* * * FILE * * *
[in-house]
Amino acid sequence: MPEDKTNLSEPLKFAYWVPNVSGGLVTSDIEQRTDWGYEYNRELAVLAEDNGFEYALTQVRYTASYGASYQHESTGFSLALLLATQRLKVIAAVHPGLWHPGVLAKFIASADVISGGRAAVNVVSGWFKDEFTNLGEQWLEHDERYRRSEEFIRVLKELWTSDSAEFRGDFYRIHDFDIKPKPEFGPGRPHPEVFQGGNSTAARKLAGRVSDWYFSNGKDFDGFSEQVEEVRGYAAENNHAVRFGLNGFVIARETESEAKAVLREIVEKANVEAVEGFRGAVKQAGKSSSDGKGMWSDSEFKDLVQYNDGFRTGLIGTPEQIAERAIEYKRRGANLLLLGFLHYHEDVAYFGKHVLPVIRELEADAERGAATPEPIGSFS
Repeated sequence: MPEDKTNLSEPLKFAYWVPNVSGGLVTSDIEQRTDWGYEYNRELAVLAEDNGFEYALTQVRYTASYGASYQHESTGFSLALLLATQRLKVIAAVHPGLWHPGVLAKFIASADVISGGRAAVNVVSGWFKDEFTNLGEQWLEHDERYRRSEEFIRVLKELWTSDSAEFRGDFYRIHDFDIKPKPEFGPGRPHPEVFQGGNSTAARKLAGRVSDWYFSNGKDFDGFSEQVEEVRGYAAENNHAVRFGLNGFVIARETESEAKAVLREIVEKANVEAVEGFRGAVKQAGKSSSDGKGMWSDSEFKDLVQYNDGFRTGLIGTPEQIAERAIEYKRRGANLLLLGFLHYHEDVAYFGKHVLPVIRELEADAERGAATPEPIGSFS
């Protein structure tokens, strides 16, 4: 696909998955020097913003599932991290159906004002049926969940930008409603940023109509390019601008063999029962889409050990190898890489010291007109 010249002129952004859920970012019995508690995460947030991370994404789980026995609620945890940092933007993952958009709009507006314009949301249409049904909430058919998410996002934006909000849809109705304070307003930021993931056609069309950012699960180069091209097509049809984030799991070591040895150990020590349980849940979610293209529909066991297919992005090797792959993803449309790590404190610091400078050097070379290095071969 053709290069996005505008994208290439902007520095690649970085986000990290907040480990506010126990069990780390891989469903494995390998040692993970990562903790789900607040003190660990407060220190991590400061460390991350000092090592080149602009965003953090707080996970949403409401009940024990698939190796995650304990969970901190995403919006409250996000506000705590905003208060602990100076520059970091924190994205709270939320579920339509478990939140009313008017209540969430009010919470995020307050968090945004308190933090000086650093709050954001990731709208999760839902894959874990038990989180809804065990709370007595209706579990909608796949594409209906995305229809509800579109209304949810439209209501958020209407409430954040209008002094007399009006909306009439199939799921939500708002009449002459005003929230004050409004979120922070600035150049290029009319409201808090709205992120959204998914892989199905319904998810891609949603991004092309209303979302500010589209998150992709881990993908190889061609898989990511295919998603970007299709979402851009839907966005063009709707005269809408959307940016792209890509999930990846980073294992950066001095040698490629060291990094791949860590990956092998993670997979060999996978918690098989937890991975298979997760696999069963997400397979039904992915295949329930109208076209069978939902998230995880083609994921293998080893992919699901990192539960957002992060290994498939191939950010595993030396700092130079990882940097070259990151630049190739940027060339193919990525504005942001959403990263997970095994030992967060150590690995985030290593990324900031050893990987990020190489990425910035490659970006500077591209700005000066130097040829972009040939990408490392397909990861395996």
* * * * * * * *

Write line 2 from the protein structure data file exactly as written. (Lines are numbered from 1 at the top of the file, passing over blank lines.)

Amino acid sequence: MPEDKTNLSEPLKFAYWVPNVSGGLVTSDIEQRTDWGYEYNRELAVLAEDNGFEYALTQVRYTASYGASYQHESTGFSLALLLATQRLKVIAAVHPGLWHPGVLAKFIASADVISGGRAAVNVVSGWFKDEFTNLGEQWLEHDERYRRSEEFIRVLKELWTSDSAEFRGDFYRIHDFDIKPKPEFGPGRPHPEVFQGGNSTAARKLAGRVSDWYFSNGKDFDGFSEQVEEVRGYAAENNHAVRFGLNGFVIARETESEAKAVLREIVEKANVEAVEGFRGAVKQAGKSSSDGKGMWSDSEFKDLVQYNDGFRTGLIGTPEQIAERAIEYKRRGANLLLLGFLHYHEDVAYFGKHVLPVIRELEADAERGAATPEPIGSFS